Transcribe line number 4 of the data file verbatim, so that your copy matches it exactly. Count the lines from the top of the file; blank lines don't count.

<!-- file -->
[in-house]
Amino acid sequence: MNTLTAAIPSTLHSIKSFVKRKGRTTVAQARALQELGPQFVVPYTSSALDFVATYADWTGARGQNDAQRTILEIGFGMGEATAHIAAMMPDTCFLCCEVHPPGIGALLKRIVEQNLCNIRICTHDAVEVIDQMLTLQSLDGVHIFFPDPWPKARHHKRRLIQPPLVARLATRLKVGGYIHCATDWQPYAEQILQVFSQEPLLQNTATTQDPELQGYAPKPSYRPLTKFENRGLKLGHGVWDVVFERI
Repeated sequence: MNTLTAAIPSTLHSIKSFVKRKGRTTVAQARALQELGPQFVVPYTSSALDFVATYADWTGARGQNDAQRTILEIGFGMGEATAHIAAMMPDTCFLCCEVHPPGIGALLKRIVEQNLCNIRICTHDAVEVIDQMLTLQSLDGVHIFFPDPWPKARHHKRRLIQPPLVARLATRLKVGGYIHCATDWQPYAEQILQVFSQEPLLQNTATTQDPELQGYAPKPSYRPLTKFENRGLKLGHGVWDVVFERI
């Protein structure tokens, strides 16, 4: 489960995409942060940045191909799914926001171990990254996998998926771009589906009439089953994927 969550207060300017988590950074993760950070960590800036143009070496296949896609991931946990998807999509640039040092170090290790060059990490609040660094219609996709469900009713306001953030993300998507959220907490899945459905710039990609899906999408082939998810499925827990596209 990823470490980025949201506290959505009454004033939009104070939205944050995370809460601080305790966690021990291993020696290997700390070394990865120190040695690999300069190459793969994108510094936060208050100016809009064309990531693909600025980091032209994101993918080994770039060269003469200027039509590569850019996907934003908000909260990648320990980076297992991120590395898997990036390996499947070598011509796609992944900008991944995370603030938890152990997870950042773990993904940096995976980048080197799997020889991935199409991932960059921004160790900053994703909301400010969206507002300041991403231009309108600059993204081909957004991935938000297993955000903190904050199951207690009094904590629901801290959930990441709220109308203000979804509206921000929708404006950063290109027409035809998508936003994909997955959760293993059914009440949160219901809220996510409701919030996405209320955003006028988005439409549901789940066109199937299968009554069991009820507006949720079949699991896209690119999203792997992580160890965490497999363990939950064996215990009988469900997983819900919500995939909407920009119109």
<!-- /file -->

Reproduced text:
């Protein structure tokens, strides 16, 4: 489960995409942060940045191909799914926001171990990254996998998926771009589906009439089953994927 969550207060300017988590950074993760950070960590800036143009070496296949896609991931946990998807999509640039040092170090290790060059990490609040660094219609996709469900009713306001953030993300998507959220907490899945459905710039990609899906999408082939998810499925827990596209 990823470490980025949201506290959505009454004033939009104070939205944050995370809460601080305790966690021990291993020696290997700390070394990865120190040695690999300069190459793969994108510094936060208050100016809009064309990531693909600025980091032209994101993918080994770039060269003469200027039509590569850019996907934003908000909260990648320990980076297992991120590395898997990036390996499947070598011509796609992944900008991944995370603030938890152990997870950042773990993904940096995976980048080197799997020889991935199409991932960059921004160790900053994703909301400010969206507002300041991403231009309108600059993204081909957004991935938000297993955000903190904050199951207690009094904590629901801290959930990441709220109308203000979804509206921000929708404006950063290109027409035809998508936003994909997955959760293993059914009440949160219901809220996510409701919030996405209320955003006028988005439409549901789940066109199937299968009554069991009820507006949720079949699991896209690119999203792997992580160890965490497999363990939950064996215990009988469900997983819900919500995939909407920009119109």